Bioinfiltration practices, which are bioretention practices with no underdrain and designed to infiltrate water, are effective at reducing runoff volume and peak rates for relatively small storms. A bioinfiltration practice designed to capture 1 inch of runoff from a 2 acre site consisting of 1 acre of impermeable surface and 1 acre of turf on B soils, for example, will capture about 90 percent of annual runoff. On a watershed scale, bioinfiltration practices scattered throughout a watershed can reduce runoff volumes and peak runoff but not to predevelopment levels. Hunt et al (2009; 2012) discuss the importance of determining hydrologic goals prior to designing and constructing bioretention practices. The researchers state "A large cell media volume: drainage area ratio, and adjustments to the drainage configuration appear to improve the performance". In particular, the researchers advocate for deeper basins and thicker media depths.
Green roofs have the ability to store significant amounts of water in their growing media. Water can evaporate from the soil and be transpired by the vegetation and plans growing in the media. As a result, runoff from the roof is reduced which decreases flow to storm sewer systems and can ultimately reduce overflow events and flooding events. This can be beneficial especially in highly developed urban areas where stormwater is conveyed to storm sewer systems that can frequently experience combined sewer overflows. In some cases both laboratory and field measurements show a reduction in stormwater runoff volume by 30% to 86%, a reduction in peak flow rate by 22% to 93% and a delay in peal flow by 0 to 30 minutes using green roofs1. The selection of growth medium, plant species, and roof slope of green roof can have a significant effect on the effectiveness and performance of a green roof for hydrologic purposes. Green roofs can generally be categorized into two categories; intensive and extensive. Intensive roofs have a soil depth of 6 inches or greater, whereas extensive roofs have less than 6 inches of soil depth2. One experimental case study that implemented an extensive roof in Michigan showed a peak discharge reduction of 54% to 99%.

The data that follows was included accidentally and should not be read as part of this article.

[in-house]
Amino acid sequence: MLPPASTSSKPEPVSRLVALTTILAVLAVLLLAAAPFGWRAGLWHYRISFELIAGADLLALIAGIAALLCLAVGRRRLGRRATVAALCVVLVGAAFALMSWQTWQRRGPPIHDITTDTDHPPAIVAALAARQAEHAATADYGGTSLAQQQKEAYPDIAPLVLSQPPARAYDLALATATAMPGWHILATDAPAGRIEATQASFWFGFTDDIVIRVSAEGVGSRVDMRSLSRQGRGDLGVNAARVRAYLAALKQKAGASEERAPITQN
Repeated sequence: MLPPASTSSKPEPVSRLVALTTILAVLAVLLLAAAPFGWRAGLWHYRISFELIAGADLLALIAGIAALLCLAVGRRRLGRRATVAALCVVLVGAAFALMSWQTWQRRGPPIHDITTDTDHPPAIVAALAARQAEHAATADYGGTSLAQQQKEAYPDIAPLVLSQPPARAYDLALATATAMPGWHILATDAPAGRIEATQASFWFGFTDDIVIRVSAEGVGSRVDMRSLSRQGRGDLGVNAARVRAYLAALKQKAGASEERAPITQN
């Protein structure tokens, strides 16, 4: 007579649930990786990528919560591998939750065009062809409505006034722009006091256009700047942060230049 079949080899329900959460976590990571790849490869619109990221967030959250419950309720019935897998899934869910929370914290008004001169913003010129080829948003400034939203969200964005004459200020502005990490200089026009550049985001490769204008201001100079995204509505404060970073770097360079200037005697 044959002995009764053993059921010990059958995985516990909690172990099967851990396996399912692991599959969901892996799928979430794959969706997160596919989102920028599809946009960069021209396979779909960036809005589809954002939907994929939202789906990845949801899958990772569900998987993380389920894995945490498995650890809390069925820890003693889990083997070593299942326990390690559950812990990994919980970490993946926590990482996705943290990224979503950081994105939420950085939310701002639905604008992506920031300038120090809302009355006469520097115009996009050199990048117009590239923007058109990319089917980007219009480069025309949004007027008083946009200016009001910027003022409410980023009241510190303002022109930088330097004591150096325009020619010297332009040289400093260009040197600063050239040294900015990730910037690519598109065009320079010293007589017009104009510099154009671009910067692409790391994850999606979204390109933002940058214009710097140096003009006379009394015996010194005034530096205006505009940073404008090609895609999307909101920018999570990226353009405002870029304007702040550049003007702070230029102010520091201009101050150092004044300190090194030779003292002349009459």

Trees can help reduce stormwater runoff by intercepting rainfall, promoting infiltration by increasing the presence of macrospores and the ability of soil to store water, transpiration, and evapotranspiration. Tree canopies also help reduce the impact raindrops have on barren surfaces. Through all of these mechanisms a tree canopy temporarily detain rainfall and gradually releases it, and regulates the flow of stormwater runoff downstream to storm sewer networks or other waterways. Reduction in runoff due to trees is highly variable and depends on many factors such as, but not limited to, tree characteristics, planting configuration, soil conditions, and precipitation event characteristics. For examples, studies show that annual rainfall interception by urban trees and forests can range from 6% to 66%, while urban trees can transpire from 0.2 to 46.7 gallons per tree per day3. That being said, it is difficult to estimate and quantify runoff reduction, thus results are likely to vary.
When selecting trees species, species appropriate for the local current and future water conditions should be selected in preference to production species, which typically combine high rates of biomass accumulation with high evapotranspiration. Additionally, fast-growing tree species such as production species are likely to reduce runoff more than slow-growing species, and may be more susceptible to drought and climate.
Bioretention practices are able to store and infiltrate stormwater, which helps mitigate flood impacts and prevents stormwater from polluting local waterways. A study analyzing 2 bioretention cells subject to over 49 rainfall events showed flow peak reductions of 44% to 63%4. The study summarized that “from a hydrological perspective, the bioretention facilities were successful in minimizing the hydrologic impact of the impervious surface and major reductions can be expected for about 1/3 to 1/2 of the rainfall events. A separate study that analyzed 5 bio-retention cells found that “bioretention cells were able to mitigate peak flows because of their infiltration rales, potential to store water in soil pores, and slow drawdown time.”5
Permeable pavement reduces surface runoff volumes by allowing stormwater to infiltrate into underlying soils as opposed to allowing stormwater to flow into storm drains and out to receiving water as effluent. Additionally, permeable pavement helps reduce peak flow rates and decreases the risk of flooding through this same process by preventing large, fast pulses of precipitation through stormwater collection systems6. A study conducted by the Wisconsin Department of Natural Resources using a Permeable Interlocking Concrete Pavement (PICP) found that a permeable pavement system facilitate a volume reduction of 56%. It should be noted that the deteriorating upland drainage area is thought to have clogged the porous pavement, allowing a greater percentage of surface runoff to bypass the system than originally hypothesized.
Water re-use and harvesting systems help capture rainfall and minimize stormwater runoff volumes and rates to receiving stormwater sewer systems and conveyances. Re-use and Harvesting systems capture water and increase a user’s water supply that can be stored and used on site, immediately or in the future, in lieu of the local water supply. This can be particularly advantageous in times of droughts when water may not be readily available. These systems also help alleviate pressure on the local water supply and allows communities to allocate water to other users. Reusing rainwater for irrigation purposes can also help increase groundwater recharge.